So I kind of really liked this G.Skill memory kit. While not the highest enthusiast memory kit available that would reach 2000 MHz, it certainly showed us really good potential. Fact is that if you are planning your Core i7 rig to run at 1600 MHz .. this might be the memory kit for you to choose. It offers good value for money. See, the high-end kits may reach 2000 MHz, but obviously are much more expensive. Intel would like you to use 1333 MHz, all the X58 motherboards have 1600 MHz standard as an option, and we got this memory stable up-to 1866 MHz. So that's a certain soft spot for me. Compared to last weeks tested OCZ memory it however is 1 CAS cycle slower and that shows. But you need to synthetically test it to notice that difference. See, in the real world gaming experience .. the difference just is not at all noticeable. This partly is the power of the new memory controller in the Core i7 processors.
The G.Skill kit works 100% fine and dandy at advertised clock frequency and timings .. and still has a little more to give. We had no issue running the memory at over 1800 MHz just as well, all we did was change it's voltage towards 1.6 and increase latency a notch or two.
This 6GB kit sells for 279.99 USD, would you like to have slightly snazzier timings and can suffice with 3 GB ? Then they have a kit available for 149.99 USD. It's good to see that DDR3 prices finally are hitting mainstream prices.
This is the first triple channel memory kit that G.Skill brings to the market, and for sure it does what it needs to do very well. You get to play around with 6 GB of memory at seriously fast speeds and you get to save another 50 bucks compared to slightly more enthusiast memory kits. And that makes this triple channel memory kit a seriously good buy.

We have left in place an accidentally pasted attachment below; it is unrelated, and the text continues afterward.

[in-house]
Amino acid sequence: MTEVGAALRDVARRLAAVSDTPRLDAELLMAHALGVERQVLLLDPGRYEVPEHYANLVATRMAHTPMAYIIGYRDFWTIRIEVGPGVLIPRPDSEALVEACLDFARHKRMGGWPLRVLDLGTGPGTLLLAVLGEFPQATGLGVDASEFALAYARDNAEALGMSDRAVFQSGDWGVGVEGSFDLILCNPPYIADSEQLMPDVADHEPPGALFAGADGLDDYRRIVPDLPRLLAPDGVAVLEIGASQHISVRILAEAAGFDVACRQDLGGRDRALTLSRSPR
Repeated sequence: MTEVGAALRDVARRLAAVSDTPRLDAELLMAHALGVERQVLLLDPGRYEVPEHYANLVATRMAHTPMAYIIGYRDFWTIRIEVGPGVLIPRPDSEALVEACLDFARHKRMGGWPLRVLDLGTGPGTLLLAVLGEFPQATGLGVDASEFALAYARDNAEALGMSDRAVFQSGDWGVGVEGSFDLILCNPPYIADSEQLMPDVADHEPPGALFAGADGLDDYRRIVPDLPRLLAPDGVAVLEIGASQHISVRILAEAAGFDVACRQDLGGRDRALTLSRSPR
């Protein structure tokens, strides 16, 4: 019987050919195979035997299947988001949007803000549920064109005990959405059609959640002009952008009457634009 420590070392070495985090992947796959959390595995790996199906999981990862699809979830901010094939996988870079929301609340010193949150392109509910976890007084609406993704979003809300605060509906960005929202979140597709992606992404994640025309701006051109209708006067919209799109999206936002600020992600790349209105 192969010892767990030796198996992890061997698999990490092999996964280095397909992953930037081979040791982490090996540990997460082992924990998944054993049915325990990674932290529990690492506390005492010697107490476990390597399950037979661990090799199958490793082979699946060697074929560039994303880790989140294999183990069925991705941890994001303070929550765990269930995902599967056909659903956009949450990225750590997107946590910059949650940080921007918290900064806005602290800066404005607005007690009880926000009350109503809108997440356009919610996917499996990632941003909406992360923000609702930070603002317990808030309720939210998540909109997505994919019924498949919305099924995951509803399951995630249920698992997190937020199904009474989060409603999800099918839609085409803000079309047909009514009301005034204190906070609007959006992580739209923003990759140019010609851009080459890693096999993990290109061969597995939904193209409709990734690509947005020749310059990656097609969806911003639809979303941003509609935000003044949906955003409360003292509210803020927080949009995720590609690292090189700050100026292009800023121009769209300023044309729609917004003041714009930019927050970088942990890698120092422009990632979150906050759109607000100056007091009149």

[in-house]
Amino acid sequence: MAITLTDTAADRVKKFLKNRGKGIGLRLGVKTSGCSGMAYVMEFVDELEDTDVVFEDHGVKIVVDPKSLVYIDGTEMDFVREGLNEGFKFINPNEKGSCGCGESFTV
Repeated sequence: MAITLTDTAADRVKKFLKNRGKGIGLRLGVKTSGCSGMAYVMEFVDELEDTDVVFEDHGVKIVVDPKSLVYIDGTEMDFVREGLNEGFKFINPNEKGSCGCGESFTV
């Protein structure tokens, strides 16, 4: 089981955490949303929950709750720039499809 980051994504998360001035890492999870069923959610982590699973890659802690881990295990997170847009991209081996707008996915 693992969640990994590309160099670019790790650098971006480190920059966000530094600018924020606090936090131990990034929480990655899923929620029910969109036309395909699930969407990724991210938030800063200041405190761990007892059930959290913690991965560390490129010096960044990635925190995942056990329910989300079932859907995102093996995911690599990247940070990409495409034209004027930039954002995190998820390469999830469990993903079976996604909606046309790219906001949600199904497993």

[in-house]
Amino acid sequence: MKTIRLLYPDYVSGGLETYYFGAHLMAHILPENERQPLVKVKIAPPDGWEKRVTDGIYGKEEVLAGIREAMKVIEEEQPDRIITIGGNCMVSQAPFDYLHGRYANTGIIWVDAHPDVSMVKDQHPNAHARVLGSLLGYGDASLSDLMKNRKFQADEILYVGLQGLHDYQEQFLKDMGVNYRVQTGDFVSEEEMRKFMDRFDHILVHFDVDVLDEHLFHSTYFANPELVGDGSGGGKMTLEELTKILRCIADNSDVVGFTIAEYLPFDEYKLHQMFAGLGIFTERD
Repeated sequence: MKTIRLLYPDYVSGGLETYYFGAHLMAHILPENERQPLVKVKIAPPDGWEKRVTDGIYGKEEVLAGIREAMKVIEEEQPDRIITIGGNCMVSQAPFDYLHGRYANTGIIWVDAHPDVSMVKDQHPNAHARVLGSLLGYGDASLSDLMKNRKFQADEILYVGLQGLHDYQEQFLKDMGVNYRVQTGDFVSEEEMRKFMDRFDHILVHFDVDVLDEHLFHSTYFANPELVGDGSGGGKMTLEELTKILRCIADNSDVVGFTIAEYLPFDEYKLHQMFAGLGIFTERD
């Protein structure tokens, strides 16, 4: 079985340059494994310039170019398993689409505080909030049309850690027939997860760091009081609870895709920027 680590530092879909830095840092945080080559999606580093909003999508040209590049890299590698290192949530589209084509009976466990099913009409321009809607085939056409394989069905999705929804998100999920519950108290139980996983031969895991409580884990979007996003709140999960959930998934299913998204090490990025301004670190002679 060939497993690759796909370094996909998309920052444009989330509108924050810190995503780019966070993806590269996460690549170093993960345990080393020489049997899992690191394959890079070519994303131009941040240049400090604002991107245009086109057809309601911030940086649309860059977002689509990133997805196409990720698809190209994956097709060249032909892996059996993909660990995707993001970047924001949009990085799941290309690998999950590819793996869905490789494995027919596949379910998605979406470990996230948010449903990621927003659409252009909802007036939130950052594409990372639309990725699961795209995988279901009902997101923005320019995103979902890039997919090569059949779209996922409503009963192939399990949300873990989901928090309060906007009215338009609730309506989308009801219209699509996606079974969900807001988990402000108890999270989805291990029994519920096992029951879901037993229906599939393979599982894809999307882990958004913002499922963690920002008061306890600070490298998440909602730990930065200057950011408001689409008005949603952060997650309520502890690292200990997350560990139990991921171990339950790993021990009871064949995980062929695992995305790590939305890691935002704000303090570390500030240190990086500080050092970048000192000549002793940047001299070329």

Great value for money and as such we can highly recommend it to you.
Update: we spotted the 6GB kit for 219 EUR in the EU already, that's really good value !
G.Skill Sniper 8GB CL7 DDR3 memory review G.Skill designed another 8GB low voltage DDR3 kit (2x 4GB) that can be set at 1600 MHz yet still run a CAS latency of 7. And that is truly interesting because the denser the ICs get, the higher latency typically gets.
G.Skill 2x4GB CL7 1600 MHz Trident DDR3 review We feel that more memory is rather important, and in that trend memory manufacturers have started to increase the density of DIMM modules. Where 1 and 2GB DIMM modules have been the standard, we now see very good progress in 4 GB DIMM modules. Today we\'ll do things a little different, G.Skill designed a 8GB low voltage DDR3 kit (2x 4GB) that can be set at 1600 MHz yet still run a CAS latency of 7. And that is truly interesting because the denser the ICs get, the higher latency typically gets.
G.Skill Flare DDR3 2000 MHZ C7 AMD kit review We test and review the G.Skill Flare DDR3 2000 MHZ C7 AMD kit. These kits are optimized for AMD platforms preferably with the new six-core X6 processors, and in specific some ASUS motherboards. The kit we'll be testing today obviously comes from that series and is a 2,000MHz CL7-9-7-24 1.65V 4GB (2GBx2) DDR3 kit with its latest Flare heatsinks.
G.Skill Phoenix PRO 120GB SSD review The SSD tested today once again is the Phoenix series from G.Skill. After we tested their 100GB Phoenix SSD (which received a very positive review) G.Skill instantly requested if we would like to review the 120GB PRO model. Both drives pretty much are the same thing, same controller ... The 100GB Phoenix uses Samsung memory though but the trick is that there is 20GB extra volume space available on the new 120GB Pro (compared to the 100GB model) for nearly the same price. A new Firmware for the SandForce 1200 based controller that is inside this 120GB model simply reserves less NAND flash memory for its data-compression scheme. As a result the overall write performance could be a tiny bit slower, but only a few percent as best. It however will give you 20 GB more space to play around with at the same price. And since price per GB is everything in the land of SSDs -- this certainly is a significant for any vendor and for you as an end-user.